The Medieval Supercompanies: A Study of the Peruzzi Company of Florence.
The structure of this analysis of the Peruzzi Company consists of two parts. Part 1 ("Anatomy of the Medieval Super-Company") provides a general overview of the super-company, which Hunt defines as "a private profit-seeking organization operating several lines of business in very large volume in multiple, widespread locations through a network of permanent branches" (38). Included among the topics explored are the early history of the company, the nature of its operations and structure, and accounting methods. Part 2 ("History of the Peruzzi', Company From its Reorganization in 1300") takes the reader from the period of greatest prosperity (1300-24) to its collapse (1340-43) and aftermath. Led by able leaders who understood the lucrative potential of offering cash loans to monarchs in exchange for the rights to export grain to north Italian cities, buy and sell English wool,
and import cloth to the Angevin kingdom, the Company was most successful between the years 1308 and 1310. However, because the Company possessed limited resources, it had continually to engage in an elaborate "juggling act" (71) which required it to recycle payments from old loans into funds available for new loans.
After 1325 the Company entered a period of sustained decline. The most important reasons for this development were the declining profitability of the grain trade, the growing administrative success of monarchs to raise cash on their own (rather than through the super-companies), and poor leadership within the Company. Other factors also played a role, among which were the loss of papal business, a series of political and fiscal crises in Florence, and the lack of central control of the fourteen foreign branches from Florence.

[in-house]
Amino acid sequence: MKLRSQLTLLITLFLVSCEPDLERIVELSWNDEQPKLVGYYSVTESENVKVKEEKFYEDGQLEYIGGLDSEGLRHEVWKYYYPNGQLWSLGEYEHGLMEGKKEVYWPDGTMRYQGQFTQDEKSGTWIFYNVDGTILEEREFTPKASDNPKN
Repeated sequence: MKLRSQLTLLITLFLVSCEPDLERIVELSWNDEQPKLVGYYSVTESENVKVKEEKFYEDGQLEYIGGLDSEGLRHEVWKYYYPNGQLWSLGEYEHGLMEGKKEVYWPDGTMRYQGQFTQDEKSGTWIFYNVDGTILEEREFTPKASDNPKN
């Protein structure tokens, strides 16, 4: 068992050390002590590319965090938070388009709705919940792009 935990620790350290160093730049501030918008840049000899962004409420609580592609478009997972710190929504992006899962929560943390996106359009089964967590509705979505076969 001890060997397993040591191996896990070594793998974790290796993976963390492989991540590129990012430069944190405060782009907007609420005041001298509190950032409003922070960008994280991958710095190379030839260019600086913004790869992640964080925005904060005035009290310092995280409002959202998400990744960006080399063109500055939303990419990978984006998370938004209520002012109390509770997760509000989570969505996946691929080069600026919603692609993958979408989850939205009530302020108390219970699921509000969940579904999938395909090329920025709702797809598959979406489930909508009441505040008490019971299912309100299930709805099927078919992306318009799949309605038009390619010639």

My criticisms of this book are minor. First, having worked in the area of grain storage for two years in the developing world, I am aware that significant amounts of grain can be lost to rats and mold. The author does not seem to have addressed this issue of spoilage. Was not spoilage an important factor affecting potential profit margins? Second, the absence in the introduction of a section exclusively devoted to a critical and detailed description of the primary sources is regrettable. Its inclusion would have enhanced the quality of the book, especially for those readers who are unfamiliar with Sapori's edition of the Peruzzi Company documents.
Nevertheless, this book should be required reading for social and economic historians of thirteenth and fourteenth century Europe. Its convincing thesis that commodity trading in grain was the central activity of the super-companies underscores the importance of urban food provisioning to the political economy of northern Italy. Hopefully, it will further accelerate and widen current archival research into this vital area of economic and social history.
GEORGE DAMERON St. Michael's College
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|Article Type:||Book Review|
|Date:||Dec 22, 1997|
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